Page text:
Likewise the Spirit helps us in our weakness; for we do not know how to pray as we ought, but that very Spirit intercedes with sighs too deep for words. Romans 8:26 (NRSV)
I find it hard to pray when my brain is on fire.
The words do not come, though I try to push them out, birth them with the practiced ease of a thousand, thousand prayers before.
I want to, try to, but I cannot.
It is hard to pray when my brain is on fire, body exhausted; a sure sign that I have overdone it, heaped one too many logs on the fire of stress, once again reminding myself that all is not well with me. Somewhere deep inside me there continues to lurk a disease that will unfailingly find the open door and return triumphant. I come home unable to work one more minute, collapse into bed and the hours pass by. I sleep but not for lack of sleeping, but in response to a body with no more energy for activity; to let the fire burn low, coals in time extinguished, the fuel of the regularity of even the simple things consumed.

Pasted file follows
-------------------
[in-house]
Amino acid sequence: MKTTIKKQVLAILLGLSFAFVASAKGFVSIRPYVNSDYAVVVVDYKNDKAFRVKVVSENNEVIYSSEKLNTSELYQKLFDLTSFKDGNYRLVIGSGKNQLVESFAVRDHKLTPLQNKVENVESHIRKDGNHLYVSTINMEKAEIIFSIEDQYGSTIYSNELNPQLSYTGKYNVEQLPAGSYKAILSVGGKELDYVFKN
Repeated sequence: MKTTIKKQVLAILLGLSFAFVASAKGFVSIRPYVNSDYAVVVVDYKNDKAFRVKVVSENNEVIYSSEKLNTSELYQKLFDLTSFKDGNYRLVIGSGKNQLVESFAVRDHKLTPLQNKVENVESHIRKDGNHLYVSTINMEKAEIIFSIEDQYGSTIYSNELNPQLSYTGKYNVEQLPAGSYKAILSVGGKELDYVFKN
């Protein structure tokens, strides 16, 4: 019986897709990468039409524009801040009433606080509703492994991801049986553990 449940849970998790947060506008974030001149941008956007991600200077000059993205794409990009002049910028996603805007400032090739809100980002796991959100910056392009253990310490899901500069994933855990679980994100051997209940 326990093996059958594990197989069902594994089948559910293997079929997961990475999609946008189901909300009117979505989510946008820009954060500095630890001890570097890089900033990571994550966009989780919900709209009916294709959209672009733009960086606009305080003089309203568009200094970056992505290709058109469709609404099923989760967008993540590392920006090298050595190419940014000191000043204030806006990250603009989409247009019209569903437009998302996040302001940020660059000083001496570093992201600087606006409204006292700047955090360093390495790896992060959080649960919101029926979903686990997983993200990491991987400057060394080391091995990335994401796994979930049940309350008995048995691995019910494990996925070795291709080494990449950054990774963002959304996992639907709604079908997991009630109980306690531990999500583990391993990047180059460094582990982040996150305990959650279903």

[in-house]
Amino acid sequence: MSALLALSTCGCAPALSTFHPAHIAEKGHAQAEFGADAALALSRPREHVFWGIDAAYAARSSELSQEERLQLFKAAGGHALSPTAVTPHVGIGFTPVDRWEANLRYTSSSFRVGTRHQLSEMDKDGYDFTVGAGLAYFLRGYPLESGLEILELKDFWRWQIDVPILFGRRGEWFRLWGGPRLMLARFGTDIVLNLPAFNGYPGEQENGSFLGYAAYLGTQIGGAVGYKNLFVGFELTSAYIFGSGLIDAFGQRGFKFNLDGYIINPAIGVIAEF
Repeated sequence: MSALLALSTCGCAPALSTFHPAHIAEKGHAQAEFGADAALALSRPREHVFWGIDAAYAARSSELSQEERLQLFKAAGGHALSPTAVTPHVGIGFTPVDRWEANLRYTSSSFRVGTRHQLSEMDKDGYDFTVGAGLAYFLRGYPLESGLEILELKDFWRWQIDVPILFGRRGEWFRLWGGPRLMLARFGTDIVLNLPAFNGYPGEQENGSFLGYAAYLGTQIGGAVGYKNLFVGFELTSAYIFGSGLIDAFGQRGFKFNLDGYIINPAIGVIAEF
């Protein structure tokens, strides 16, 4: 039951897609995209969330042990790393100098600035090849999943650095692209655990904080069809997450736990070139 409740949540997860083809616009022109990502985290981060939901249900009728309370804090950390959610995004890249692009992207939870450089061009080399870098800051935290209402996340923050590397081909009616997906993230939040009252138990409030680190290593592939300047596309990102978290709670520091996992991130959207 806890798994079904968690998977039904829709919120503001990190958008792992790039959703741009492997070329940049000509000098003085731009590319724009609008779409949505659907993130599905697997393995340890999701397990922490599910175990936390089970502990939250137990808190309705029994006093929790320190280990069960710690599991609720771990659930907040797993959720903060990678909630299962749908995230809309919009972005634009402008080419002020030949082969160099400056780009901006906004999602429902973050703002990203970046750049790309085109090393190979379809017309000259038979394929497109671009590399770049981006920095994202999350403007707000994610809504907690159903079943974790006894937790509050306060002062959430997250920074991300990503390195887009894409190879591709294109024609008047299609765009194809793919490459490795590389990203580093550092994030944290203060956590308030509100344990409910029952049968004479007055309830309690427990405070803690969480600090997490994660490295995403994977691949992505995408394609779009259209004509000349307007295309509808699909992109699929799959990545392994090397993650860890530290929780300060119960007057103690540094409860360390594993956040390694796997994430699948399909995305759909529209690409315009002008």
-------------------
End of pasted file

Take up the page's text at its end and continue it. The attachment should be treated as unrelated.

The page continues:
I could take the path of self-indulgent pity I suppose, shaking a fist at the sun, the moon, the stars, the heavens, at God that two years of therapy and thousands of pills and hundreds of thousands of steps could still leave me so fragile that one day, one conversation, one act by one person could ricochet in memory and loose pain so long now left behind, give that pain legs, muscle, a will to race into my present and leave the healthier me in the dust.
But I do not want that pity.
The fire in my brain will not consume me. Not this time. No.
For even in the midst of a conflagration of past and present, of memory and actuality, the way forward has a voice, a certainty in the smoke and heat and flame. Instead of being lost, a way forward finds me and I take it and the rightness of it helps to still the building up of anxiety and I can take a breath.
Such battles leave me tired, so tired, yet not defeated. There is a victory to give thanks for even as such a prayer still cannot come, will not come. But some days even if my only words are sighs, they are enough. Such is the promise. Such is all our hope.